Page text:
Switching careers is now seen as the exception, compared to previous times where tenure was the trend. Research by McCrindle found that school leavers today will have an average of 17 different employers in their lifetime, and older employees are spending significantly less time in roles than they did four decades ago.

So while the idea of either starting a new career at 40, 50 or beyond can be a scary prospect, it’s something many professionals do – and it’s possible with preparation and a plan of action.

In fact, as an experienced worker, you have a distinct advantage over those who are just entering the labour market. For starters, you’ve probably already built up a specific skill set and know the ins-and-outs of business operations from already working in several. You may think that taking on a new career could equal a setback in seniority and salary. However, this is where you can focus on your transferable skills.

Furthermore, you’ve likely had more experience with job interviews and have a better understanding of what sort of jobs you are now passionate about. Plus, you should have a strong sense of what your strengths and weaknesses are as an employee.

Here are some key steps to consider if you’re considering a career change at 40 or beyond.

Weigh up your career opportunities

While you may have already decided that you want to change careers, it’s important to have a set plan in place before you give up your current job. Firstly, think about what your goals are for your new career – including the values you want to uphold and what sort of work gives you the most professional satisfaction.

Keep in mind that progression may be slow to start off with, and you may even need to take a step back in terms of seniority. Consider the impacts of this (like having to take a salary cut or starting at a lower level) and try to make life adjustments that will make the transition easier.

Identify and strengthen your transferable skills

 

With plenty of experience under your belt, you already possess a number of valuable skills that most workplaces will appreciate and welcome. Soft skills such as strong problem-solving abilities, management and organisational skills are highly sought after by most employers.

Identify your key transferable skills and look for opportunities to build on them by taking on new projects at work or in your spare time. Also think about the achievements you’ve made with those core skills, as you can use them to sell yourself on your resume.

RELATED: 9 ways to make yourself more marketable

Upskill with formal education

Gone are the days when tertiary education was just for school-leavers. Nearly half of all university students in Australia are mature-aged, and of those, 67% work and study at the same time. These statistics show it is possible to begin working toward a new career while you’re still employed.

If your new career field requires specific skills or education, consider taking on a part-time university or TAFE course to give yourself a head-start before you leave your current role.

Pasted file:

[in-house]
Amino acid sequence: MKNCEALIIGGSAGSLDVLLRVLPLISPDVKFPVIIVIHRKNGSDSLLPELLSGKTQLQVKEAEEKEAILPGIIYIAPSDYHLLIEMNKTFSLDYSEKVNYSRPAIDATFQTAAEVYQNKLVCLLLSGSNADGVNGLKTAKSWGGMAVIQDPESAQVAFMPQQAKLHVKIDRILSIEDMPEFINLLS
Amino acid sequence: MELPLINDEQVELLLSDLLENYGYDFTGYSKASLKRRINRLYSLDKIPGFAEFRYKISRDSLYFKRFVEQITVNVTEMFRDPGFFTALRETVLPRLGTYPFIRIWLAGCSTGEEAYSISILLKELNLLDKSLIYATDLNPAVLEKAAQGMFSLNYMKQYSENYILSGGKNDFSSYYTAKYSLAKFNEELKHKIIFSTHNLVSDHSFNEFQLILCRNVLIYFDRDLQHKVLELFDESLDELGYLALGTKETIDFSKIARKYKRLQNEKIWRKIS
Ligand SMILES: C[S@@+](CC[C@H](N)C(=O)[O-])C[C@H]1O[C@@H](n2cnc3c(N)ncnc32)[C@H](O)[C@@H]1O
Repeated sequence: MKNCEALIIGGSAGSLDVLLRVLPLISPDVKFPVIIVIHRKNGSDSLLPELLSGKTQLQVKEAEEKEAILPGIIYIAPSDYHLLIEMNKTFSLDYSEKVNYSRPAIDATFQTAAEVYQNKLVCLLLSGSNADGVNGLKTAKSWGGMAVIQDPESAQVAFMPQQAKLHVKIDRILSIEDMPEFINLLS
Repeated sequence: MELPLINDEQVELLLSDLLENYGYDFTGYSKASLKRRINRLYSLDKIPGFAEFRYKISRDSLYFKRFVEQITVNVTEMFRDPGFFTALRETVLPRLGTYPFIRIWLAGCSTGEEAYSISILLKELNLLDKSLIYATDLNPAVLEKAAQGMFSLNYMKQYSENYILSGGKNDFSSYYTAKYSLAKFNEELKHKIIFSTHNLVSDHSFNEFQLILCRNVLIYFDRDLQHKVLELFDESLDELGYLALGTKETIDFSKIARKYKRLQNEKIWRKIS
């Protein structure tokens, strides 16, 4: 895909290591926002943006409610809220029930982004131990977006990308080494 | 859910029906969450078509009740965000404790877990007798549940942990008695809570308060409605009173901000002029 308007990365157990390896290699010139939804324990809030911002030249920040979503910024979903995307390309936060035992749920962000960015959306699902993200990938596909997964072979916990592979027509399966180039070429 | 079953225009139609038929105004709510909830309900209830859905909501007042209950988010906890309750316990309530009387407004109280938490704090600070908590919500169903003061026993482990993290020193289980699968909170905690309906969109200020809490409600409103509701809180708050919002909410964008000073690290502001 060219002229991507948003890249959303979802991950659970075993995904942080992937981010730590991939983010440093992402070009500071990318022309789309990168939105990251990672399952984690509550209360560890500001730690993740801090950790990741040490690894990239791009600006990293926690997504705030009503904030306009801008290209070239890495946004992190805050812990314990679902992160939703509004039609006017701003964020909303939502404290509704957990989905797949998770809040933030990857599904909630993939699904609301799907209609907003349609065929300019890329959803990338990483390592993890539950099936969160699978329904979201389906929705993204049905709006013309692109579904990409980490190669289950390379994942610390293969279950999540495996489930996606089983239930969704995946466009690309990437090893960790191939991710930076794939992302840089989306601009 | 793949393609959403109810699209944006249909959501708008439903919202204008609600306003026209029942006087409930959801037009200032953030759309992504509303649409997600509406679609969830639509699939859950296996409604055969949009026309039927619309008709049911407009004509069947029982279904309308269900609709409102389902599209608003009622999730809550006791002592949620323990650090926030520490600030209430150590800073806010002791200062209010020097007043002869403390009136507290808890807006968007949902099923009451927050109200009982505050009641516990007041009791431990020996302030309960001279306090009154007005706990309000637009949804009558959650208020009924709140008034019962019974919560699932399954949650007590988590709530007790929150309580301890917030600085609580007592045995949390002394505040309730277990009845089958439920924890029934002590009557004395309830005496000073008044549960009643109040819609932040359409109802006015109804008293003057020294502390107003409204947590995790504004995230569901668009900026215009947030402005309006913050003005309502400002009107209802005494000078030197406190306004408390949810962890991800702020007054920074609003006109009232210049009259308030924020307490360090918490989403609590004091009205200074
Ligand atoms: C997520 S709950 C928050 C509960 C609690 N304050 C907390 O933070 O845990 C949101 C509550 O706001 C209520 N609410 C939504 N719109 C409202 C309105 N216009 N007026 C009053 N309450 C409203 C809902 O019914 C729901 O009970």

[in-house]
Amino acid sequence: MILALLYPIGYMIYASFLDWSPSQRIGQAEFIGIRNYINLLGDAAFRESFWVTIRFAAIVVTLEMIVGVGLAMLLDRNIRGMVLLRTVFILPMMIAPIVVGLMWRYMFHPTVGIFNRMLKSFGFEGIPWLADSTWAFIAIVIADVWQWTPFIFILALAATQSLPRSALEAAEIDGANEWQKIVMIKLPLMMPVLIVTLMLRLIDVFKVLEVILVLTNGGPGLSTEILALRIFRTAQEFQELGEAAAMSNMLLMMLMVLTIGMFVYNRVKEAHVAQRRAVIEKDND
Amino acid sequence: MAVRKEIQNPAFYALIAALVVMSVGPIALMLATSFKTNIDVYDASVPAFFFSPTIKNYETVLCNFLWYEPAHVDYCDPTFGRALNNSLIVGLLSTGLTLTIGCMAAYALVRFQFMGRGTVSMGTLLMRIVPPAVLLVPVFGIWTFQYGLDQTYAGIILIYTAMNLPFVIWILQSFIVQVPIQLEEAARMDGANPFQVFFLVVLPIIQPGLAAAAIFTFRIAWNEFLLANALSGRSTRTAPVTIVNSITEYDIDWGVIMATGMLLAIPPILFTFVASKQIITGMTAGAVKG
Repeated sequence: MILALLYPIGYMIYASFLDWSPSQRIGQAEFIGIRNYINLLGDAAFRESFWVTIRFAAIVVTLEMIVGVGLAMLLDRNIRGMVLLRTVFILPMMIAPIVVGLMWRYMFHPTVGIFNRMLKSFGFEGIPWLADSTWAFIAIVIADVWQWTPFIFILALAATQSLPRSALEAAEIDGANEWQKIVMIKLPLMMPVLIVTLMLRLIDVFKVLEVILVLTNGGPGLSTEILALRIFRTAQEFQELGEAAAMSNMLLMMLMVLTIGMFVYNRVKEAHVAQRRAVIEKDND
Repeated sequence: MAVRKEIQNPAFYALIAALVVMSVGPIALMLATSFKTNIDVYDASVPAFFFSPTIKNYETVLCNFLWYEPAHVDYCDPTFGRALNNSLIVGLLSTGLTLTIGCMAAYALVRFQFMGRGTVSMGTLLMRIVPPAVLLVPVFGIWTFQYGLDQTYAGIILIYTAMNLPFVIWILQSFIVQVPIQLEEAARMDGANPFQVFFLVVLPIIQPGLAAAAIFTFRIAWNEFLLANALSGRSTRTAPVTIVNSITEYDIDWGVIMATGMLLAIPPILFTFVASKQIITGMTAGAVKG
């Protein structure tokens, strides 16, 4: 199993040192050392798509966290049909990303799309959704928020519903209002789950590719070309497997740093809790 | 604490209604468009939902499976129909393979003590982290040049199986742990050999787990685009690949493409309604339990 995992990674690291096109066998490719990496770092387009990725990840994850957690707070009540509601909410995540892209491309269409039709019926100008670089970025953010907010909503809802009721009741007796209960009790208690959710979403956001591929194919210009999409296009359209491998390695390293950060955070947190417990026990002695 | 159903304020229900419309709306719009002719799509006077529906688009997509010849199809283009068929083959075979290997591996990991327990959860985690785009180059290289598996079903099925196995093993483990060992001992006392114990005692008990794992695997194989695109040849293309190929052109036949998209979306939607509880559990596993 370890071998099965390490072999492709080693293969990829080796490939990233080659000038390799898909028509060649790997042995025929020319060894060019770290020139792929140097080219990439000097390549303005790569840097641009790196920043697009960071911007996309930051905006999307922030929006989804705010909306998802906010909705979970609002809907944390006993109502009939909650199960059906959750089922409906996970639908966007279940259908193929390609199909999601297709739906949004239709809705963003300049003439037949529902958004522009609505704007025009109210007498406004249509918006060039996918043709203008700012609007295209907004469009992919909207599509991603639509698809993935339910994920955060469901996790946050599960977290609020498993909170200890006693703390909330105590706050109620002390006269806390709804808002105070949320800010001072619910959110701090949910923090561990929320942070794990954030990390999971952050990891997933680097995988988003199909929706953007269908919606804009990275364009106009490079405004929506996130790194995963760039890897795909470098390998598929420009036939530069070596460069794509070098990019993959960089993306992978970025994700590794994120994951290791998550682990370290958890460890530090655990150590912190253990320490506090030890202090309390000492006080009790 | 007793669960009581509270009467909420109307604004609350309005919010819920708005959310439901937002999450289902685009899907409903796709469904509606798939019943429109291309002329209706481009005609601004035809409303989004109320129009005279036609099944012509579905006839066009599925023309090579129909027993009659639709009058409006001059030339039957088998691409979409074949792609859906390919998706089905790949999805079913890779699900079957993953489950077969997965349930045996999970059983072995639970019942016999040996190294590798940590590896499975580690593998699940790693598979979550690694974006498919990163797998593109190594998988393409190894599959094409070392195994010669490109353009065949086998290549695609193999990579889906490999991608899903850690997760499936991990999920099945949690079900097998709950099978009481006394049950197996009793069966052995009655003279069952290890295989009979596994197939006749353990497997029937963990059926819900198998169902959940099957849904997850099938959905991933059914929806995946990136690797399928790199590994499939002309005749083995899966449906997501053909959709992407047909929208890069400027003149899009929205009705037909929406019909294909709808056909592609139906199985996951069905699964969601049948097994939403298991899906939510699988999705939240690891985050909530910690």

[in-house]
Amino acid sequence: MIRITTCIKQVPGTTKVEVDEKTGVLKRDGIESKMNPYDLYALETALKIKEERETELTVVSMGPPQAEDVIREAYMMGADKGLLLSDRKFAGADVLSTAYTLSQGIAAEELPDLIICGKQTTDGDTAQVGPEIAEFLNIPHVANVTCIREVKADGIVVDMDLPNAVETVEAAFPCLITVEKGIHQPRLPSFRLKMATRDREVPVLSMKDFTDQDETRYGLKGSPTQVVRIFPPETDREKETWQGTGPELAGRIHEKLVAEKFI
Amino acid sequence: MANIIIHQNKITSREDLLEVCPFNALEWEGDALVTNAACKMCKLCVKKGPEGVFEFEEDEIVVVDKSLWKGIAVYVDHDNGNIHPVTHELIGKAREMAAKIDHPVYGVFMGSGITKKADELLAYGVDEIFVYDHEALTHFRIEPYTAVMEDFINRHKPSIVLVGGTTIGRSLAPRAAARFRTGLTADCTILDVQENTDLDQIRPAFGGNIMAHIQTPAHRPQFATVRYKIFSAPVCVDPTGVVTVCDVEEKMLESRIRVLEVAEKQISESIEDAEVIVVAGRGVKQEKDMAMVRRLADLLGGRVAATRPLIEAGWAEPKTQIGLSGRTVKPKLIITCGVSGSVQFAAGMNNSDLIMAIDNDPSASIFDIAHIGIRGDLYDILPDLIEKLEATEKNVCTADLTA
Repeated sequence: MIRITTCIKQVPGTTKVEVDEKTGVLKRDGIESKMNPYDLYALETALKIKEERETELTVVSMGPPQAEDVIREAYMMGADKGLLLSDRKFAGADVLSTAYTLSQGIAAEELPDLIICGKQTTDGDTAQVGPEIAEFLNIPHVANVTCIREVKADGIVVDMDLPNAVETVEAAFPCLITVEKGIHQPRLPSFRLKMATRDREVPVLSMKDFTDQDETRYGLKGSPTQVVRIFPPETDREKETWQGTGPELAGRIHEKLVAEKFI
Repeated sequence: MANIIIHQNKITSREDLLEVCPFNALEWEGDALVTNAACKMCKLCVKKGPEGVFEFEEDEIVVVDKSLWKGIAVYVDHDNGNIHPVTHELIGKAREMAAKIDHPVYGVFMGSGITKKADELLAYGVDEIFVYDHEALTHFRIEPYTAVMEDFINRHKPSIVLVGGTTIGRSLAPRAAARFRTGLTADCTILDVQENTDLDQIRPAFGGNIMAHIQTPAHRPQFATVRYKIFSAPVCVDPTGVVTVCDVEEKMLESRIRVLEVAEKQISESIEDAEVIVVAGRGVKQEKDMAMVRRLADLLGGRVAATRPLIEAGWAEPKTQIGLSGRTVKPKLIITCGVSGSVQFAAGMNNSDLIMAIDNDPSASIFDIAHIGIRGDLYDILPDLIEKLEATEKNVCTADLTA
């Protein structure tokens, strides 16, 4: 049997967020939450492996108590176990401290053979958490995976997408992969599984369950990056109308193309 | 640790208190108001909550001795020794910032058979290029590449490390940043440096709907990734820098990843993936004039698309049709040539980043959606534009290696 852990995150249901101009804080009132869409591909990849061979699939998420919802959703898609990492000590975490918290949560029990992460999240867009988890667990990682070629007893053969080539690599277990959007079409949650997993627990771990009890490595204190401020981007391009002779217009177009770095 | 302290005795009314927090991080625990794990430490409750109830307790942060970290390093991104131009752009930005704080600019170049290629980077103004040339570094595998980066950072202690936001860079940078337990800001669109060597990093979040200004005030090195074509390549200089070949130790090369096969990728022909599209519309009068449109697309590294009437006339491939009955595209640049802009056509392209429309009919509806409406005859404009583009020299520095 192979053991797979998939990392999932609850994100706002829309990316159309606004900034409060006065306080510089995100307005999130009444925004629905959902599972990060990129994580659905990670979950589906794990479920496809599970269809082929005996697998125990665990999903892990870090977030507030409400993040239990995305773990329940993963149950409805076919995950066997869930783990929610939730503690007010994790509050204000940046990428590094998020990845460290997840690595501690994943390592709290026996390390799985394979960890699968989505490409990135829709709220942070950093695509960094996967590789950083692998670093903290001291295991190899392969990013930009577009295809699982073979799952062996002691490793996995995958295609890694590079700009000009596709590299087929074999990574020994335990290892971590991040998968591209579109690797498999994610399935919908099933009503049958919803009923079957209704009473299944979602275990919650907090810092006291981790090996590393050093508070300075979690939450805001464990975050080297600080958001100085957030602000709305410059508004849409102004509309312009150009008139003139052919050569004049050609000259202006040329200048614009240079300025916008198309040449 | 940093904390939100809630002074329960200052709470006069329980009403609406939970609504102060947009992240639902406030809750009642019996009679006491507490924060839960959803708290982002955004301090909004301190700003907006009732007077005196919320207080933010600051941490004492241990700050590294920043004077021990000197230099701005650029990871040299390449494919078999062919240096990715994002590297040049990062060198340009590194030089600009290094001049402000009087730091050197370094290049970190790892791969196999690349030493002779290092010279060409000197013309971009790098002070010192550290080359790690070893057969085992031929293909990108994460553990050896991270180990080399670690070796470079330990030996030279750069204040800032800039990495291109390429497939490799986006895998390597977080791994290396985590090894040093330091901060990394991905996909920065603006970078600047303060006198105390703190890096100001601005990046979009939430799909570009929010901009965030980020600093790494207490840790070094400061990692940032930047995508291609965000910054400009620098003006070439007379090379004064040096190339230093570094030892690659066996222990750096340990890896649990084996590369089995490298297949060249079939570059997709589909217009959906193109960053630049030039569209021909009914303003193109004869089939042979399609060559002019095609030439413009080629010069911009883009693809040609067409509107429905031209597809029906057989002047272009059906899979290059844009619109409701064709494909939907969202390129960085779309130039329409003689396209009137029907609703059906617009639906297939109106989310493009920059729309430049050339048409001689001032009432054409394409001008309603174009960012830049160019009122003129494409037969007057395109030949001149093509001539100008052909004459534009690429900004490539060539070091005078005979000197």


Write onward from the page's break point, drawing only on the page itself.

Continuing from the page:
There are also great online resources and short courses, such as LinkedIn Learning, which provide certifications you can include in your resume to boost your appeal when applying for jobs.

Leverage networking opportunities

It’s all about who you know, as they say, and that’s true even if you’re going down a completely new career path. Chances are someone in your existing professional network, even family and friends, can offer some insights into your new profession or knows someone else who can – so don’t be shy about reaching out to see who can help.

Do your research to find out what networking opportunities there are in your area where you can get to know others in the industry and start building up your contacts.

RELATED: 6 tips for face-to-face networking

Find a mentor

No matter how much experience you have in your current field, you could be starting near the bottom in your new career. To excel quickly, it’s crucial to learn as much you can from professionals with experience in your new industry.

If you don’t know anyone personally who could act as a mentor, remember the internet is a great resource for connecting with experts and thought leaders who can offer first-hand advice about getting your foot in the door. Search for groups on social platforms that you can join to ask questions and gather insights about people’s experiences.

Learn to speak your new industry’s language

Look out for specific keywords and phrasing that’s often used in job postings and company websites in the sector you want to transition into.

When you apply for jobs or go to interviews, speaking their language will show employers that you’ve done your research and have a good foundational knowledge of their industry.

Scope out job opportunities

Before you dive head-first into your new career, research the current jobs market to see what skills are in demand and what roles pop up regularly in job listings.

Also consider how jobs in the industry will change over time, as transitioning to a new career is a long-term process – and it’s important to have the right skills under your belt when it’s time to start applying for jobs.

Is it time to make a career change? Explore our open roles or talk to a Page Personnel recruitment consultant about your career goals for the future.

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